icon-    folder.gif   Conference Reports for NATAP  
  Conference on Retroviruses
and Opportunistic Infections
February 12-16, 2022
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Integration of HIV and HCV Services with Medication for Opioid Use Disorder in the U.S.
  CROI 2022 Feb 11-16
Eshan U. Patel 1, Becky L. Genberg 1, Xianming Zhu 2, Noa Krawczyk 3, Shruti H. Mehta 1, Aaron A.R. Tobian 1
1 Johns Hopkins Bloomberg School of Public Health, Baltimore, MD, United States, 2 The Johns Hopkins University School of Medicine, Baltimore, MD, United States, 3 New York University, New York City, NY, United States


program abstract
The US National Strategic Plan to End the HIV Epidemic (EHE) includes recommendations to integrate programs combatting the syndemics of HIV, viral hepatitis, and substance use disorders (SUDs). Facilities that offer medication for opioid use disorder (MOUD) are ideal settings to co-locate HIV/HCV services, as they serve a high-risk population and MOUD is associated with improved HIV/HCV treatment outcomes. We examined HIV/HCV testing and treatment availability in SUD treatment facilities that offer MOUD in the US.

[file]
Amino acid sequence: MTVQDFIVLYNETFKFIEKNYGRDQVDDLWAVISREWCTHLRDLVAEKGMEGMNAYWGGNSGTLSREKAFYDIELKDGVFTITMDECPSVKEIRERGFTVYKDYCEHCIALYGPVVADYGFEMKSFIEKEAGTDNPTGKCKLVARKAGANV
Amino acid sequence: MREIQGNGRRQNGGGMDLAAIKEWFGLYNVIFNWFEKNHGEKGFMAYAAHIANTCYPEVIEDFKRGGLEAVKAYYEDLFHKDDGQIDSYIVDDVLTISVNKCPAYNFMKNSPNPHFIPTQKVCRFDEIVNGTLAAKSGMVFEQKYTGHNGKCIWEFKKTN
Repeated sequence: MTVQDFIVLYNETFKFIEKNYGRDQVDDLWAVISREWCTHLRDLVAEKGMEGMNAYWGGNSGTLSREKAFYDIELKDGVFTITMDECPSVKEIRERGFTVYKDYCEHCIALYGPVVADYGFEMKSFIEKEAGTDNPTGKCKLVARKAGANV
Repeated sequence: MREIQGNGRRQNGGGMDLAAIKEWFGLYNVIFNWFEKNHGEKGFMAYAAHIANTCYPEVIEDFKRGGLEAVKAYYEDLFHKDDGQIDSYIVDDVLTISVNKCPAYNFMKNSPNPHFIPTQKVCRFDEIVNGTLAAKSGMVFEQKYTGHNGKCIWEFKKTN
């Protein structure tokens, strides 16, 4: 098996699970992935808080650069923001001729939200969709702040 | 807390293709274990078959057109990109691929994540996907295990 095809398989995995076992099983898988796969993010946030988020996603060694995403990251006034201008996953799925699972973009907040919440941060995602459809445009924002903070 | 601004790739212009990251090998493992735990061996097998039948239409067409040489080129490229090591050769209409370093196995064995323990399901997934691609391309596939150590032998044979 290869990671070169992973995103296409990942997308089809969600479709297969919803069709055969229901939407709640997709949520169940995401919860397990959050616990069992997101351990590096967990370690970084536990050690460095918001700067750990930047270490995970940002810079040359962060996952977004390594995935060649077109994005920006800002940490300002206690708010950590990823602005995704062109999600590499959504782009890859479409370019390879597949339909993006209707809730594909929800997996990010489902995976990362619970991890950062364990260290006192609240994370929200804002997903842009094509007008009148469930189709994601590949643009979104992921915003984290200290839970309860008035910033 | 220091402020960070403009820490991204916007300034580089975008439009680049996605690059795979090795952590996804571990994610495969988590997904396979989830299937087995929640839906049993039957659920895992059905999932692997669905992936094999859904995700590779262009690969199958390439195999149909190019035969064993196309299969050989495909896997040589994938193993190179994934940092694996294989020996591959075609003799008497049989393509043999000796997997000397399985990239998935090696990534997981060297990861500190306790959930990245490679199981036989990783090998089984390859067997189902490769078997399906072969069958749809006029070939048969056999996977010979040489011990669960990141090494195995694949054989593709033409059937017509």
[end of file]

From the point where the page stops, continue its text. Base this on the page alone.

The 2017-2020 National Survey of Substance Abuse Treatment Services is an annual census of US SUD treatment facilities (response rates=89-92%). The analysis was restricted to facilities that offer MOUD (methadone/buprenorphine/naltrexone) and stratified by federal Opioid Treatment Program (OTP) status, with non-OTPs being facilities that only offer buprenorphine/naltrexone. Prevalence differences (PD) in HIV/HCV testing availability between 2017 and 2020 were examined using binomial regression. We also assessed HIV/HCV testing and treatment availability by facility factors in 2020.
Between 2017 and 2020, the no. of facilities that offered MOUD increased from 5143 to 8250 and the no. of OTPs increased from 1317 to 1754.
Over this period, HIV testing availability only increased from 42.2% to 46.6% in non-OTPs (PD=4.4 [95%CI=2.4, 6.3) and there was no change among OTPs (59.7% to 59.0%; PD=-0.7 [95%CI=-0.4, 2.8]).
HCV testing availability only increased from 43.5% to 45.8% in non-OTPs (PD=2.3 [95%CI= 0.4, 4.3]) and there was no change among OTPs (64.1% to 65.0%; PD=0.9 [95%CI=-2.5, 4.3]). Of the non-OTPs in 2020, 17.9% (n=1,163) offered HIV treatment and 20.5% (n=1,334) offered HCV treatment.
Of the OTPs in 2020, 8.9% (n=156) offered HIV treatment and 10.7% (n=188) offered HCV treatment.
Regardless of OTP status, private for-profit facilities were less likely than federal facilities to offer HIV/HCV testing and treatment services.

In the EHE high-priority rural states, less than half of non-OTPs (44.9%; n=279) and OTPs (46.2%; n=54) offered HIV testing, and only 11.3% (n=70) of non-OTPs and 4.3% (n=5) of OTPs offered HIV treatment.

Despite increases in the number of facilities providing MOUD in the US, integration of HIV and HCV services remains suboptimal, particularly in EHE high-priority rural states. This represents a missed opportunity to engage at risk marginalized populations in HIV and HCV care, which will be critical for achieving EHE goals.